Yellowing and chlorosis in vegetable brassica

Deficiencies should always be checked by using leaf tissue analyses, as many of the symptoms resemble each other.

Magnesium Deficiency

Crop growth is dramatically stunted and very obviously slows down. Older leaves yellow and – characteristically in brassica crops – there is a red discoloration starting at the margin of older leaves, this can indicate a nitrogen deficiency . Take care not to confuse this red discoloration with that of phosphate.

If the oldest leaves lose their healthy green leaf color, it can be a magnesium deficiency. As the deficiency becomes more severe, the area between the veins of the leaves yellows while the veins stay green. Severe deficiencies are seen as mottled, spotted or curled leaves, leading to a scorched or burned appearance.

Both magnesium and potassium deficiencies may appear similar, starting with a chlorosis at the leaf margin. However, while potassium deficiency rapidly develops into necrosis and leads to leaves with a sharp borderline between healthy and necrotic tissue with the inner leaf maintaining a green color. Magnesium deficiency in contrast starts as interveinal yellowing and the whole leaf shows chlorosis before necrotic spots start to develop.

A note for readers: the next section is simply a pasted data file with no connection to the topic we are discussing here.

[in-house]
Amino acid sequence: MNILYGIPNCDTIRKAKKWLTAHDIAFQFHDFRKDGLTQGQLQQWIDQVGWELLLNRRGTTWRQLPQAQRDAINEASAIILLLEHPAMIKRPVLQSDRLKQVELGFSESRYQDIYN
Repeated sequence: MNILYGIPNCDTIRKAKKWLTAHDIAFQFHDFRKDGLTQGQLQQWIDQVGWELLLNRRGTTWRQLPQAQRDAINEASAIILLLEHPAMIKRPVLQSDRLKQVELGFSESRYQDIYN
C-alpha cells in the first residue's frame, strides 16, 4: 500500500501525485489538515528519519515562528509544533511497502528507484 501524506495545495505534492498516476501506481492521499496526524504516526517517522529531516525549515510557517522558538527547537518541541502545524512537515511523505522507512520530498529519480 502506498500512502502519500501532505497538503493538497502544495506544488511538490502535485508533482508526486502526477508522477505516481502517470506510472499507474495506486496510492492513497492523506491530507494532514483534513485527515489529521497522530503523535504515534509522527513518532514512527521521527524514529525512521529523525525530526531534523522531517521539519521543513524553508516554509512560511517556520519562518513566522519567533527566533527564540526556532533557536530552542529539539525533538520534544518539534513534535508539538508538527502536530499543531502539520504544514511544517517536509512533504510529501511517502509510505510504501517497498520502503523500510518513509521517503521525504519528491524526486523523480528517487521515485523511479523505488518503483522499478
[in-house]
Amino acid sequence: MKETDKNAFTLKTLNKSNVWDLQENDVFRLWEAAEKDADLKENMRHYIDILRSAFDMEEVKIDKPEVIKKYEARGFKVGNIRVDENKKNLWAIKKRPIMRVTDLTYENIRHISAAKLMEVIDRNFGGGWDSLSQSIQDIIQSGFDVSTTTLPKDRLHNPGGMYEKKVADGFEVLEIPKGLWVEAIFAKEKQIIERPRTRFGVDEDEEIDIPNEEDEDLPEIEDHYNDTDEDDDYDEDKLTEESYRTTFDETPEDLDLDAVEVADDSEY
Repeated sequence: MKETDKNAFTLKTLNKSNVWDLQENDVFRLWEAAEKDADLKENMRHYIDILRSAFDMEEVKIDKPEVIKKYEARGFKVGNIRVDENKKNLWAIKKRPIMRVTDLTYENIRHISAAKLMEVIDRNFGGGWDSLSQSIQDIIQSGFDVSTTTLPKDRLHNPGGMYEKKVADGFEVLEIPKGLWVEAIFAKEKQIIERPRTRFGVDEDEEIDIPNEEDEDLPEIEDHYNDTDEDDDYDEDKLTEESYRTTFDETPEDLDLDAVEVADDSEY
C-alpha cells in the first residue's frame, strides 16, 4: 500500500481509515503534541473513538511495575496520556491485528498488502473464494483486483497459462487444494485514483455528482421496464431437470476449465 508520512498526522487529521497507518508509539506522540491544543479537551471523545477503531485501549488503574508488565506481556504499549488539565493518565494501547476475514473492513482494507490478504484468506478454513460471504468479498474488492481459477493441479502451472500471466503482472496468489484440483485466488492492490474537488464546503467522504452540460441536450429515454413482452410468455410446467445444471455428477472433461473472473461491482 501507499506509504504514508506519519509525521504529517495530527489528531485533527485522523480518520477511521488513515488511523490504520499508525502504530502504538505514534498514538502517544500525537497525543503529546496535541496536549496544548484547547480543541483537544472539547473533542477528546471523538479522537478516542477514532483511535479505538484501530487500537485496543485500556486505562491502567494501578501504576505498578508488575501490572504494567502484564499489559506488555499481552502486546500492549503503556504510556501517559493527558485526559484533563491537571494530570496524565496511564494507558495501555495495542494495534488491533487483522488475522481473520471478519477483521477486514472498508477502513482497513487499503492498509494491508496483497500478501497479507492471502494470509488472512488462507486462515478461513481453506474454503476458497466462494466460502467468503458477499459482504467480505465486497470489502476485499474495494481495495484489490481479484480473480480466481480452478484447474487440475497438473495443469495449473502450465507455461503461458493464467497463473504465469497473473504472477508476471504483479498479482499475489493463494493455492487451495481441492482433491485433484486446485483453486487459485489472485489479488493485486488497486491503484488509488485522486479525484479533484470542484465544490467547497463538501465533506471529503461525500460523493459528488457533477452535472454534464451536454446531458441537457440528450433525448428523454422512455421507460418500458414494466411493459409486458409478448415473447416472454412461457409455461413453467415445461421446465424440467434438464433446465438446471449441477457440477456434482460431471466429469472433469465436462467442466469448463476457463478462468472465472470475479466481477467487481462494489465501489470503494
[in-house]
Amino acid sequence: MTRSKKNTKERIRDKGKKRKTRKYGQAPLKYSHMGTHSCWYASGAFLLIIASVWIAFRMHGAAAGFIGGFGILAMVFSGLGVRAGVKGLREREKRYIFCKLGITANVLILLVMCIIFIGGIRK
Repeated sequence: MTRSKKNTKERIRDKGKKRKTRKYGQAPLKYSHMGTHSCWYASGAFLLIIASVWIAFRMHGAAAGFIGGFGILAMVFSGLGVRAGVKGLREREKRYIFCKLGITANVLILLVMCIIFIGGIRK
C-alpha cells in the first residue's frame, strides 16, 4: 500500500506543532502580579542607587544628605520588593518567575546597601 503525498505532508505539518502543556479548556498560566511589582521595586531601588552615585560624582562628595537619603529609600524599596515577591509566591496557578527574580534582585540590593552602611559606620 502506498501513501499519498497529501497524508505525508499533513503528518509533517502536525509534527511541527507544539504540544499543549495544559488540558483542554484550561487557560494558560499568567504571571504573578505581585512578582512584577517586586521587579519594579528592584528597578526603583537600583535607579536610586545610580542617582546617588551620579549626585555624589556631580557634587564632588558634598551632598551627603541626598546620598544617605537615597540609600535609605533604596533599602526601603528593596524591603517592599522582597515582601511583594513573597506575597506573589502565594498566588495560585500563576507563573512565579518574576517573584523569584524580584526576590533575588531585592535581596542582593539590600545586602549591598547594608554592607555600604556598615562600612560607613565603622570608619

Nitrogen Deficiency Potassium deficiency
Vegetable brassica agronomy and fertiliser advice
Vegetable brassica agronomy and fertiliser advice

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